Pro Team Spotlight: Piper Mackay


Piper Mackay is a wildlife and cultural documentary photographer whose work is heavily concentrated on the African continent. Driven to create compelling imagery and stories that make a difference, her work takes her deep off the beaten path, immersed into the cultures and wild environments she is photographing. We were fortunate to catch her in between travels and ask her some questions about her and her craft. We hope you enjoy the answers that follow!

-What type of photography do you prefer and why?

I am an emotional shooter and refer to myself as an action junkie, photographing African wildlife and culture.  I like the adrenaline rush of having only a second to capture a compelling moment that makes for a powerful story. There is something magical when you connect with your subject for a brief moment, click the shutter, and freeze it in time, forever.  

 I also find these genera’s of photography to be extraordinarily important as we are at such a critical crossroads in history; losing ancient languages, traditions, wisdom and wildlife, never to be replaced. Powerful images help shape the view of the world and play an important role in disseminating how cultures and wildlife are coping with the rapid changes happening in the developing world.


-What tip(s) would you give someone just starting out in photography?

Don’t listen to “nay-sayers” and shoot what you are most passionate about. It is your passion that will drive you forward and over the hurdles, when you reach those moments of wanting to give up. This is an extremely challenging business, but it is possible to succeed, if you have a plan, stay focused, and never give up.

Being professional does not mean you have more talent or take better photographs than other photographers; it means you have the skills to successfully run a business. Starting a new business takes time. Take advantage of having a day job to set up your photography business properly; bookkeeping, cards, website, marketing plan, etc. Put away funds to sustain yourself during your period of transition. Don’t quit your day job until you are bringing in at least 50% or more, of your current income.

During this time, shoot often, work on your skills, network, and build a strong body of work unique to your brand and vision. Networking and marketing will be the most important tools for your success as a professional photographer. Most importantly, don’t lose sight as to what made you first pick up a camera and click the shutter.

-Where is your favorite place to travel and to photograph?

Africa; east and south. It is magical, like no other place in the world. It is where I first picked up a professional camera and has been the focus of my work for almost a decade.   

-Who is a photographer you have looked to for inspiration?

There are several photographers that inspire me for different reasons and because I shoot two different genre’s of photography; wildlife and culture.

Nick Brant – African Wildlife fine art photographer-incredible work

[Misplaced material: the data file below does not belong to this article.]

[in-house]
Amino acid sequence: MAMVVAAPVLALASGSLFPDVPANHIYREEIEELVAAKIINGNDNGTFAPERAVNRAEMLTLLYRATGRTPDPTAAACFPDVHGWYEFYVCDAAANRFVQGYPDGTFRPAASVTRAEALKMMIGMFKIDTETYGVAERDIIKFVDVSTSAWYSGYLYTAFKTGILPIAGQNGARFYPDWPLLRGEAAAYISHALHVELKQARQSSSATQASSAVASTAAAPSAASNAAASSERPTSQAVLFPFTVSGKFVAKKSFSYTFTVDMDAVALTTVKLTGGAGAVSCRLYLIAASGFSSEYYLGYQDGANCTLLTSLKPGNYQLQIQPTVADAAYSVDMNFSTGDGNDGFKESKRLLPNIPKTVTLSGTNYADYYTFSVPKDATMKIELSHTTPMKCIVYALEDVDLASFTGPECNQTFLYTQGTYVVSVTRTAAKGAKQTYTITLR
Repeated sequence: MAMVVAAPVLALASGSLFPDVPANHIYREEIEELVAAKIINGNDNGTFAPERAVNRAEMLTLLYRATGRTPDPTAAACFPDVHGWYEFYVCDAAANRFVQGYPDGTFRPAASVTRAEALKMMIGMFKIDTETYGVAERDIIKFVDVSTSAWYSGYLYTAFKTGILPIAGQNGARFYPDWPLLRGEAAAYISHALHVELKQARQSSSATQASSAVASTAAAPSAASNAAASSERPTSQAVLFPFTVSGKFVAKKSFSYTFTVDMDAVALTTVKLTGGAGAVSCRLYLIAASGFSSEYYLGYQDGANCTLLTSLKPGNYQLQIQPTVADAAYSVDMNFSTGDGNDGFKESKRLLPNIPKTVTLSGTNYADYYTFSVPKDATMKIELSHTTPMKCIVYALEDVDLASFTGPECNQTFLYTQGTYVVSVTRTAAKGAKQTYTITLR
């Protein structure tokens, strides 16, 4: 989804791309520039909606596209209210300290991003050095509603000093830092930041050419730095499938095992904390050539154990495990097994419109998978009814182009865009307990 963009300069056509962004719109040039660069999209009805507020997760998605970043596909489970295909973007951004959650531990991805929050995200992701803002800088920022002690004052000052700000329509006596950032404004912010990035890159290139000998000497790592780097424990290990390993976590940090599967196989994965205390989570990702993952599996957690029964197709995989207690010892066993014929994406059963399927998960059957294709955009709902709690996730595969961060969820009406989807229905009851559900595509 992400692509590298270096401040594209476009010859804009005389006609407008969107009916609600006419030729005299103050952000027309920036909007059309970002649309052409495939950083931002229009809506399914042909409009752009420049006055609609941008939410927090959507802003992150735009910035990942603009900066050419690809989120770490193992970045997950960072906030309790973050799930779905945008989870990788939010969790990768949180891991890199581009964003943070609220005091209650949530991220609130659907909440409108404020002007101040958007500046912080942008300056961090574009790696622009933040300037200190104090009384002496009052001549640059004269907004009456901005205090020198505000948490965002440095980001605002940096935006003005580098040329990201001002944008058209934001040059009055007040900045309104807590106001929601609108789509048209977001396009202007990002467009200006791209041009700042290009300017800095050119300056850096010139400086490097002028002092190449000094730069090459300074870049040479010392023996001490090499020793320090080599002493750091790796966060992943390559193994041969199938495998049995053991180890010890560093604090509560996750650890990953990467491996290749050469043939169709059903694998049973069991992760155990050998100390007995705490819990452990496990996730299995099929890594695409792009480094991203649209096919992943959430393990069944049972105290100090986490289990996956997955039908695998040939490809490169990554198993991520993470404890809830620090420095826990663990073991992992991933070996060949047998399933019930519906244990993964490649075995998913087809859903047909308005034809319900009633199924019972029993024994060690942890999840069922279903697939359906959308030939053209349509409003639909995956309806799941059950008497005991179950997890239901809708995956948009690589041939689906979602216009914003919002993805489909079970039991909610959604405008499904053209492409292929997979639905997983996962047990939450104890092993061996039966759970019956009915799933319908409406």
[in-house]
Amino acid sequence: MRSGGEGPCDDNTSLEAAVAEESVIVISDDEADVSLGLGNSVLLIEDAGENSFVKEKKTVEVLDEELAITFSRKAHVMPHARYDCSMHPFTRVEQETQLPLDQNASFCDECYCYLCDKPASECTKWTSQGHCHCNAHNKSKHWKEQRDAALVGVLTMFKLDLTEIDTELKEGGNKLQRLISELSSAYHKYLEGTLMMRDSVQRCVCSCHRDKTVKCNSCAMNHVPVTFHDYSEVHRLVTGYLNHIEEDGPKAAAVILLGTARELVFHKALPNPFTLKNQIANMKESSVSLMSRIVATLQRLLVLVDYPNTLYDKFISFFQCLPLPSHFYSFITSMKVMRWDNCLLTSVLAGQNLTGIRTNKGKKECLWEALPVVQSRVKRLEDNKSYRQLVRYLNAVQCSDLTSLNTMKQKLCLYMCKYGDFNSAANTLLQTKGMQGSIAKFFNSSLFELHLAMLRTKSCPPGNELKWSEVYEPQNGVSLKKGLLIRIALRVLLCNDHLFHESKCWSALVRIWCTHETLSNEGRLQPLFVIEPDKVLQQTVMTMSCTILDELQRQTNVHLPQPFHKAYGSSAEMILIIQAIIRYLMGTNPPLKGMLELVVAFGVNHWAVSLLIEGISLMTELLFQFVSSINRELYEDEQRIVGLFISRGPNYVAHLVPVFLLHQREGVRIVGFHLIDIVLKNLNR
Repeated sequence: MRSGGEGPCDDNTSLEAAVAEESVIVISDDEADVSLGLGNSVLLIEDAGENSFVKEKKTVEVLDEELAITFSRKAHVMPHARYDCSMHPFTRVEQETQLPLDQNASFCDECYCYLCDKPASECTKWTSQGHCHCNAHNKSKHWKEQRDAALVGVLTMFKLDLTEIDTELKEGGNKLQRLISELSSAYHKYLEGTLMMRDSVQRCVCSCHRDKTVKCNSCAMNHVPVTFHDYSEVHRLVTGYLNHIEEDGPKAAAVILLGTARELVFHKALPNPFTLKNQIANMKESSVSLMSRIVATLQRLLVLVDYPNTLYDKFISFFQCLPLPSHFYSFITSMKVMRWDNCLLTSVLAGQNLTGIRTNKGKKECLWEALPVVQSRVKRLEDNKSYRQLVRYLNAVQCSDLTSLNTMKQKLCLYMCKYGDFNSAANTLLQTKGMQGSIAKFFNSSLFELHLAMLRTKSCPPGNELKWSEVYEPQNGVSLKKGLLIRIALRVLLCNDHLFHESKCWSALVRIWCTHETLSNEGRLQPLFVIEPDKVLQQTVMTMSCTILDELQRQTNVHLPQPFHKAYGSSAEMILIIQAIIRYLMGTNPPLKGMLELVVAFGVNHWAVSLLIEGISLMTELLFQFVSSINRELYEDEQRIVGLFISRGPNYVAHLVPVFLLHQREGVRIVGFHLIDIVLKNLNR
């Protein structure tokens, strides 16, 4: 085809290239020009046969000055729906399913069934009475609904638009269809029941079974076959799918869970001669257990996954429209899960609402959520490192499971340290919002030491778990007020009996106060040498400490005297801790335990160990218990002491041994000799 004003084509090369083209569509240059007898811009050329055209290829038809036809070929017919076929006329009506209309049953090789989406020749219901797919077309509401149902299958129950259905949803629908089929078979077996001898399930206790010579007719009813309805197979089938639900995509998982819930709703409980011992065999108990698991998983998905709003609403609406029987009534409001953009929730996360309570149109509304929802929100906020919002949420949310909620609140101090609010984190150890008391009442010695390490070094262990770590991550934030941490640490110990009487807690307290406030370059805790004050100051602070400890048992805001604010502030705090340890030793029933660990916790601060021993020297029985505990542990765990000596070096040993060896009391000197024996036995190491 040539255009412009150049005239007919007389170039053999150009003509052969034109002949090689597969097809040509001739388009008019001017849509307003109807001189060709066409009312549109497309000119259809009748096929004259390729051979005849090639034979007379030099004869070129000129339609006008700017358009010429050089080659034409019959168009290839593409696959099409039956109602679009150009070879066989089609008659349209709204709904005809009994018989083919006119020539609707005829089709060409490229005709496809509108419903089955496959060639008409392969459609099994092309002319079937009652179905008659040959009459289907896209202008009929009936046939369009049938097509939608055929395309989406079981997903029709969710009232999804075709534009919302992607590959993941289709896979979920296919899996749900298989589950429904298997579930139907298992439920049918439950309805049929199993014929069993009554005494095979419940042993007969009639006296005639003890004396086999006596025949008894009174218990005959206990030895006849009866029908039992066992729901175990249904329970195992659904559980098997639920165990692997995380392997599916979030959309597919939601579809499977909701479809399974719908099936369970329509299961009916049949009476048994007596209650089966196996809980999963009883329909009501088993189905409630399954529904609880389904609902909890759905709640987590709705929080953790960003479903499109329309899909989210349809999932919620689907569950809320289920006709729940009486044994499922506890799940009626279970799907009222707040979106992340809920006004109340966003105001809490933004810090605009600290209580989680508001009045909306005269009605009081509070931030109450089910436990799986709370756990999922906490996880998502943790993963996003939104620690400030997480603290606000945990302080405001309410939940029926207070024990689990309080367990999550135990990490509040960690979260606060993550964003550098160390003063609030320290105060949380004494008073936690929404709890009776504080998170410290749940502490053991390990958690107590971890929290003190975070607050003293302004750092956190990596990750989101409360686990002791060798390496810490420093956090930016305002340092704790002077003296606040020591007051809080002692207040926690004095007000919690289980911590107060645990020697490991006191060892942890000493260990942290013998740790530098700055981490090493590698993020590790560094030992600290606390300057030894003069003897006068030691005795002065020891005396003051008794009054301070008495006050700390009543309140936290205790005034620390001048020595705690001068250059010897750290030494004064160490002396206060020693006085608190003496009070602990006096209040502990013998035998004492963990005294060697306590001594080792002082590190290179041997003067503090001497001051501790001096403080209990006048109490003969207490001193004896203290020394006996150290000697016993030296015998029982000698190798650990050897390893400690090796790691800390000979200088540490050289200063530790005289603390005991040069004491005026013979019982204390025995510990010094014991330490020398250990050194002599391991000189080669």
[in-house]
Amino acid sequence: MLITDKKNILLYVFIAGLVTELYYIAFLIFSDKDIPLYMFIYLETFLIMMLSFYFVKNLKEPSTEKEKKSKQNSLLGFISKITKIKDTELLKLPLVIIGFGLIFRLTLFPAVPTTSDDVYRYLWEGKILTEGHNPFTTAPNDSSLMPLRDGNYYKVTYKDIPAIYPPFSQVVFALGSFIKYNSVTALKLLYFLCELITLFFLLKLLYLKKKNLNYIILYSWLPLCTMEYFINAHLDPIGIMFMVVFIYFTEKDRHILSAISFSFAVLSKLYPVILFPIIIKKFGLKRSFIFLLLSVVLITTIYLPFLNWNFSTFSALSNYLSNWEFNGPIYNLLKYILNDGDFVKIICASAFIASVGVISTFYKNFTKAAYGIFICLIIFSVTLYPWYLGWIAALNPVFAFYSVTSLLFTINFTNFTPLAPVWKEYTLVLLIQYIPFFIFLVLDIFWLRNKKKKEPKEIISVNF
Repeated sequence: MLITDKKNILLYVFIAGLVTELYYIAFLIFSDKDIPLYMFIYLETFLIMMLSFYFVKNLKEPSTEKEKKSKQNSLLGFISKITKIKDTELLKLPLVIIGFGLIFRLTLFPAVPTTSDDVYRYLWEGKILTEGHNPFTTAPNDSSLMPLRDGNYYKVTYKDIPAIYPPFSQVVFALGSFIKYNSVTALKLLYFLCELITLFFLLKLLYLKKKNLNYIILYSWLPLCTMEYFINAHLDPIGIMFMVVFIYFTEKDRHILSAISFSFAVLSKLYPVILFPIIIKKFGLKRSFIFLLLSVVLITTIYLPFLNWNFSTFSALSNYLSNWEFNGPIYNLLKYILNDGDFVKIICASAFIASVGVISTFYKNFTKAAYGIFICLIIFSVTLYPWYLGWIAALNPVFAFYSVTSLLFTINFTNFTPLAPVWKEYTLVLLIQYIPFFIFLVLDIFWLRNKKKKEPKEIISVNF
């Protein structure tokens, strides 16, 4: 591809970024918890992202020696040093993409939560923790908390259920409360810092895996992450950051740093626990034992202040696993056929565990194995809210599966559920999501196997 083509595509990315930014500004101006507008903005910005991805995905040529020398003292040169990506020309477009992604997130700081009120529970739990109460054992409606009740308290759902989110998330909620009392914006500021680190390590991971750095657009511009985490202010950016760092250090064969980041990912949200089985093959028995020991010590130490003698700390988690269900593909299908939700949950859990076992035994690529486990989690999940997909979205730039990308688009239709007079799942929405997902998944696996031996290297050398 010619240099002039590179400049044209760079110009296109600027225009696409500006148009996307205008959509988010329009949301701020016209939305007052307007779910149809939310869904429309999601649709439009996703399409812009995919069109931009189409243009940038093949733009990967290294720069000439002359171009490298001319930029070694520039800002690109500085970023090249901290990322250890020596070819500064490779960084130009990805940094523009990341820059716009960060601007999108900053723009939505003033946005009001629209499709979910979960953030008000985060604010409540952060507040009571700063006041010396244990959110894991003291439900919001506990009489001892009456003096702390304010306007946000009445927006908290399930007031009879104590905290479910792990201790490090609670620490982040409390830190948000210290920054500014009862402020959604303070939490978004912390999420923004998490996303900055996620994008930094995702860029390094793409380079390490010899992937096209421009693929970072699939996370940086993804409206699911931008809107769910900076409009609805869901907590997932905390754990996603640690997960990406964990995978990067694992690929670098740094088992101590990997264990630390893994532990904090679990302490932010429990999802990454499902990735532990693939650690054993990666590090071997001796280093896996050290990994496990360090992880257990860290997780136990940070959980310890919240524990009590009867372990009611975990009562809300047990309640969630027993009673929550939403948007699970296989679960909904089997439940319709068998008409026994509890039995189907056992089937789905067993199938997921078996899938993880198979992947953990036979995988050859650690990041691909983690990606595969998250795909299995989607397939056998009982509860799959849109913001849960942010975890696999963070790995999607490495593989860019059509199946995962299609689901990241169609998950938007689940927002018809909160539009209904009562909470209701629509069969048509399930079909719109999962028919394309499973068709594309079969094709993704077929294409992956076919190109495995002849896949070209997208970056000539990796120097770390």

Greg dutoit – African wildlife photographer- for his passion and dedication, and talent

Brent stirton – photojournalist and culture photographer – his use of light.

Timothy Allen – travel photographer- for his work on BBC Earth

Nevada wier- travel photographer- a true nomad, passionate photographer and role model for female photographers

Angela fisher and Carol Beckwith – African culture photographers- for their dedication, passion, amazing stories, and their talent.


-What made you decide to get into photography?

It was an accident, so to speak. I had a big change in life and decided to take a trip to Africa, a place I dreamed about since childhood. On the packing list it was recommended to bring a 300 mm lens. This was not a photography tour, but a Sierra Club trip.  I had never even held a professional camera. I walked down to the local camera store; ask for assistance in what I needed, and hired the guy behind the counter to show me how to use it.

I feel in love with Africa and photography the minute my feet touched the rich red soil; returning twice more in the next 5 months. The passion to capture compelling imagery and stories that make a difference was overwhelming.  I made a quick decision to change directions and created an exit plan on a successful career in the fashion industry. I changed my life from one rich in material things, to one rich in experiences. I now find my self off the beaten path, immersed into the cultures and wild environments that I am photographing. My passion for the natural world has grown into a lifelong commitment to inspire others to explore, respect and preserve the beauty of our fragile planet.



-Upcoming Safaris and cultural photo tours

Migration Safari in Kenya 2014
Kenya Wildlife Safari 2014
Tribes of the Omo 2014


Planning a photo expedition?

Piper’s ebook, Dream, Plan, Go, is filled with useful information, tips and insights that she has culled from dozens of trips to extremely remote locations throughout Africa. 

View more of Piper's images at